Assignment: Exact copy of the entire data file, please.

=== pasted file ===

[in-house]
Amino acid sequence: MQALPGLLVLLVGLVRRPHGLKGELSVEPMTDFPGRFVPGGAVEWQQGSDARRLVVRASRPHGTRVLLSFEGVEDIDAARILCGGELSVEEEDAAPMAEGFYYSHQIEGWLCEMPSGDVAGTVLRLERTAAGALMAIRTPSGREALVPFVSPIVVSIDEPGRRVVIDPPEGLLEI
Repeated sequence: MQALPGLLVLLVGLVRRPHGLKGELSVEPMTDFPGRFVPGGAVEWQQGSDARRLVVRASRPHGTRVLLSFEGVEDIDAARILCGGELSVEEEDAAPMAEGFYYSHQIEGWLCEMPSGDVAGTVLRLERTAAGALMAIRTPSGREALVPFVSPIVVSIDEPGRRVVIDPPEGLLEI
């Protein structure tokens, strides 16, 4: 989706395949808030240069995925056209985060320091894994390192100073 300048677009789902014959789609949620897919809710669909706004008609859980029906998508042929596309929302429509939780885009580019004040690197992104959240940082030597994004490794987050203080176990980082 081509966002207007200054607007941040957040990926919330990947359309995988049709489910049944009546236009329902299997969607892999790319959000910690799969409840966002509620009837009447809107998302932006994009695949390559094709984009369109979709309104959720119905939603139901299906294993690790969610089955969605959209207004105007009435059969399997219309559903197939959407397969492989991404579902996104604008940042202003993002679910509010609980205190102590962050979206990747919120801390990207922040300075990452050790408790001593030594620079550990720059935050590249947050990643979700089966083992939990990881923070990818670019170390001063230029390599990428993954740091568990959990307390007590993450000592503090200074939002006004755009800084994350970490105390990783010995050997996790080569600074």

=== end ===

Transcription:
[in-house]
Amino acid sequence: MQALPGLLVLLVGLVRRPHGLKGELSVEPMTDFPGRFVPGGAVEWQQGSDARRLVVRASRPHGTRVLLSFEGVEDIDAARILCGGELSVEEEDAAPMAEGFYYSHQIEGWLCEMPSGDVAGTVLRLERTAAGALMAIRTPSGREALVPFVSPIVVSIDEPGRRVVIDPPEGLLEI
Repeated sequence: MQALPGLLVLLVGLVRRPHGLKGELSVEPMTDFPGRFVPGGAVEWQQGSDARRLVVRASRPHGTRVLLSFEGVEDIDAARILCGGELSVEEEDAAPMAEGFYYSHQIEGWLCEMPSGDVAGTVLRLERTAAGALMAIRTPSGREALVPFVSPIVVSIDEPGRRVVIDPPEGLLEI
């Protein structure tokens, strides 16, 4: 989706395949808030240069995925056209985060320091894994390192100073 300048677009789902014959789609949620897919809710669909706004008609859980029906998508042929596309929302429509939780885009580019004040690197992104959240940082030597994004490794987050203080176990980082 081509966002207007200054607007941040957040990926919330990947359309995988049709489910049944009546236009329902299997969607892999790319959000910690799969409840966002509620009837009447809107998302932006994009695949390559094709984009369109979709309104959720119905939603139901299906294993690790969610089955969605959209207004105007009435059969399997219309559903197939959407397969492989991404579902996104604008940042202003993002679910509010609980205190102590962050979206990747919120801390990207922040300075990452050790408790001593030594620079550990720059935050590249947050990643979700089966083992939990990881923070990818670019170390001063230029390599990428993954740091568990959990307390007590993450000592503090200074939002006004755009800084994350970490105390990783010995050997996790080569600074």